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National Perspective

China Wants to Ring Down Curtain on Taiwan Charade

April 28, 1999|JIM MANN | Jim Mann's column appears in this space every Wednesday

WASHINGTON — How's this for chicanery?

Last week, an American official who pretends he has no connection to the U.S. government hosted a private dinner here for a well-known Asian political leader from a country the United States pretends does not exist.

Although some self-acknowledged Clinton administration officials came, the diners (including the visiting Asian politician) were sworn to secrecy. "We agreed not to say who was at the dinner," explained the mild-mannered American host, amiably brushing off my questions.

This probably sounds like some new skulduggery by the CIA. It's not. In fact, it's the standard way Washington now does business with Taiwan.

After 20 years, you might say this is the New Status Quo to which America and Taiwan have become accustomed. Indeed, few in either Washington or Taipei are eager to disturb this peculiar accommodation. China, however, may have other ideas.

Likely Taiwan Candidate

The Asian visitor was Chen Shui-bian, the likely presidential candidate next year for Taiwan's Democratic Progressive Party, which has espoused the cause of independence for the island and its 21 million people.

The host at the dinner was Richard Bush, the head of the Washington office of the American Institute in Taiwan. AIT is the supposedly private entity set up by an act of Congress in 1979 to handle American contacts with Taiwan after the Carter administration cut off ties with its Nationalist government and established diplomatic relations with Beijing. Bush has held several government posts, most recently as the Clinton administration's national intelligence officer for East Asia.

For years, America's roundabout way of doing business with Taiwan was under challenge. Supporters of Taiwan chafed at the lack of official recognition. Why, they asked, can't officials from Taiwan meet openly with U.S. officials during the daytime at the State Department or White House like everyone else?

Now, however, most people in Taiwan and America seem to have settled in and accepted, however grudgingly, the New Status Quo.

The likely purpose of last week's secret dinner was for U.S. officials to assess whether Chen, if elected president next year, might do something to cause a new crisis in the Taiwan Straits.

China, which claims sovereignty over Taiwan, has threatened to invade if Taiwan formally declares independence. Chinese officials have also warned against any plebiscite on Taiwan's future, an idea that is being pressed by advocates of independence for the island.

In Washington last week, Chen went out of his way to be reassuring. He said that if Taiwan's Democratic Progressive Party comes to power, it will be "a peacemaker, not a troublemaker."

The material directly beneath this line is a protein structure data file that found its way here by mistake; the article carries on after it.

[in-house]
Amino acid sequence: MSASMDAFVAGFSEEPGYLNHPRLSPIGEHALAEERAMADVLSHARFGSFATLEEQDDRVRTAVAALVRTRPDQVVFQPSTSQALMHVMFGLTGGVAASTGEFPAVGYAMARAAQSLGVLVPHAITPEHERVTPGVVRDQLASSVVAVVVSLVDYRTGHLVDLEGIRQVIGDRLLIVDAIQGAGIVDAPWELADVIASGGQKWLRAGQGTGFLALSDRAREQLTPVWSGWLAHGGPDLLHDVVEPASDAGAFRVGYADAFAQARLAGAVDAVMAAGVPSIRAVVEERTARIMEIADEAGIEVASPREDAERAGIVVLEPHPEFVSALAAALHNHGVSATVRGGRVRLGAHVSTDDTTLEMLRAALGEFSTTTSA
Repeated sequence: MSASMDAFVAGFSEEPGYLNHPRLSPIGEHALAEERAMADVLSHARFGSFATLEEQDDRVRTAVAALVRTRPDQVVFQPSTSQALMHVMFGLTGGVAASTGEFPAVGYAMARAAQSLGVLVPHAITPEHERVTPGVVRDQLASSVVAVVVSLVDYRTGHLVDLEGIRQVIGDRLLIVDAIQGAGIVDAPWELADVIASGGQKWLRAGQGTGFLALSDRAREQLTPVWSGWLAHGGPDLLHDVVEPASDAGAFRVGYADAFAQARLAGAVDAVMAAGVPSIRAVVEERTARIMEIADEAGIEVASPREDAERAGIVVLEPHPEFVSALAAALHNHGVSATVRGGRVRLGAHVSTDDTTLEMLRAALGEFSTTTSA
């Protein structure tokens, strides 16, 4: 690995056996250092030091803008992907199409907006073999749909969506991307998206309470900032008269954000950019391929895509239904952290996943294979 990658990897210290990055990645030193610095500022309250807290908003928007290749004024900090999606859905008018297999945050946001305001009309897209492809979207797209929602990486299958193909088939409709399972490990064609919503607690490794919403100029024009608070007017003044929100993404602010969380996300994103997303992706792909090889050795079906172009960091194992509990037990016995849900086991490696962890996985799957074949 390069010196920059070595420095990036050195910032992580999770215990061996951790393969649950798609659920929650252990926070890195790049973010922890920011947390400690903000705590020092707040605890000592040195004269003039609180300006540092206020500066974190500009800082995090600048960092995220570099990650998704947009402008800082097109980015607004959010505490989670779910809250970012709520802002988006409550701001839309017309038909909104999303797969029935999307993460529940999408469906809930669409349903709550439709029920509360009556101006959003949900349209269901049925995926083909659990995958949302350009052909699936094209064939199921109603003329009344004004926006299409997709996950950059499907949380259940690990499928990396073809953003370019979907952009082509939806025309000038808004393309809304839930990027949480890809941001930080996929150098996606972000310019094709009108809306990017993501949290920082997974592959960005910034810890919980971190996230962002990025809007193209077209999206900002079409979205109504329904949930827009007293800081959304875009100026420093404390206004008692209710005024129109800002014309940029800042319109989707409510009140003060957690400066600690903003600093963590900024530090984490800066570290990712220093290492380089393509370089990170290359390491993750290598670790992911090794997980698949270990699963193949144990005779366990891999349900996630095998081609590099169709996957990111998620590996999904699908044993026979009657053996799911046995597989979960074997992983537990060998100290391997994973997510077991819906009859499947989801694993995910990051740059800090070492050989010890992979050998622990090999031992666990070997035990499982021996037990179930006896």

Chen says he is eager to keep things as they are. "We seek to maintain the status quo of Taiwan's independence," Chen told me in an interview. Those words may sound incendiary, but the important fact is that Chen does not call for an explicit declaration of independence.

How about a plebiscite on the island's future? The people of Taiwan have the right to hold one, Chen answered, but there doesn't need to be one immediately. He added, however: "Any change in the status quo would have to be approved by the people. A referendum would be one of the methods of approval . . . but not the only one."

No one in Washington seems to be eager for any sudden changes on Taiwan, either.

At a recent conference, Assistant Secretary of State Stanley Roth was asked whether the Clinton administration, with its worldwide commitment to democracy, would favor a plebiscite on Taiwan's future. "It's hard to see what a plebiscite would accomplish in a positive manner," he replied. Taiwan's future, he said, is going to be determined through talks with the mainland.

In Congress, Rep. Christopher Cox of Newport Beach, who has led the Republican challenges to President Clinton's China policy, chooses his words judiciously when it comes to Taiwan.

"The United States should not support independence, because the United States should not put its thumb on the scale and determine the outcome from afar," Cox said in an interview. "But if that is the solution the Chinese come up with, they are entitled to it."

No Push for Changes

If even the leader of Taiwan's main pro-independence party isn't eager to push for changes in the island's status, and Washington isn't either, then what's the problem here?

That's easy. The status quo is no longer acceptable to China. Leaders in Beijing fear Taiwan is drifting slowly toward independence, and they are determined to change the dynamics--so that Taiwan will be forced to negotiate and opt for some form of reunification. That's why China is in the process of building up its missile forces in areas near Taiwan.

What to do? The Pentagon wants to give new weaponry to Taiwan. Congress seems eager to protect Taiwan with missile-defense systems. The State Department argues that arms can't protect Taiwan, but diplomacy might.

It took Washington and Taiwan 20 years to get used to doing business through private dinners that are treated like covert operations. Now, both sides are trying to protect what they have created. It won't be easy.

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